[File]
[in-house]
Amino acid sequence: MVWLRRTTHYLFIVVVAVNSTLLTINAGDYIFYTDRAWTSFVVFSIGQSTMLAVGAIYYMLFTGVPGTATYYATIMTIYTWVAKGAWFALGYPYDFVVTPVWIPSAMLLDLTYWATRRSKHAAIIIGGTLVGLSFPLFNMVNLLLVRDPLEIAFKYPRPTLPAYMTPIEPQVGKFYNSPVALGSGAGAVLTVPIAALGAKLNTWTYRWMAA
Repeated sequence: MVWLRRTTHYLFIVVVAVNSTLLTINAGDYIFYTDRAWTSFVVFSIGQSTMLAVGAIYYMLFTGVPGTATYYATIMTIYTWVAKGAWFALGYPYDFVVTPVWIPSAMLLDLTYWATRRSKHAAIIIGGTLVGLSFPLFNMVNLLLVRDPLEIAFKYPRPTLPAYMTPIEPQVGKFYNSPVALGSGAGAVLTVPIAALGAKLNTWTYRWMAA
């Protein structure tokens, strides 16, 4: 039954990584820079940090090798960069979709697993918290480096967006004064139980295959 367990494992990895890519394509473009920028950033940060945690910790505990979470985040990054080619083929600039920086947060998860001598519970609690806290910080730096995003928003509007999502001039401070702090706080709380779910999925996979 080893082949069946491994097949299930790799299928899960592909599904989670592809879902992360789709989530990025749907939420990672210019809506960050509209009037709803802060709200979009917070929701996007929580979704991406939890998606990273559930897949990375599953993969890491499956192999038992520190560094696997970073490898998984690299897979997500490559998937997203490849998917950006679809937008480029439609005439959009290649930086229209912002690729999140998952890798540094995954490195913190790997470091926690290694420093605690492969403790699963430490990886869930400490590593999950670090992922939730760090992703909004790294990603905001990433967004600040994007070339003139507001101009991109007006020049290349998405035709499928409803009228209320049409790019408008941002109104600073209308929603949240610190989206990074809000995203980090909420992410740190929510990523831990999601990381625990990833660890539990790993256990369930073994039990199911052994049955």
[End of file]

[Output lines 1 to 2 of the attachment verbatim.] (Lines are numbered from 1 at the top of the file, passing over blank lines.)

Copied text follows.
[in-house]
Amino acid sequence: MVWLRRTTHYLFIVVVAVNSTLLTINAGDYIFYTDRAWTSFVVFSIGQSTMLAVGAIYYMLFTGVPGTATYYATIMTIYTWVAKGAWFALGYPYDFVVTPVWIPSAMLLDLTYWATRRSKHAAIIIGGTLVGLSFPLFNMVNLLLVRDPLEIAFKYPRPTLPAYMTPIEPQVGKFYNSPVALGSGAGAVLTVPIAALGAKLNTWTYRWMAA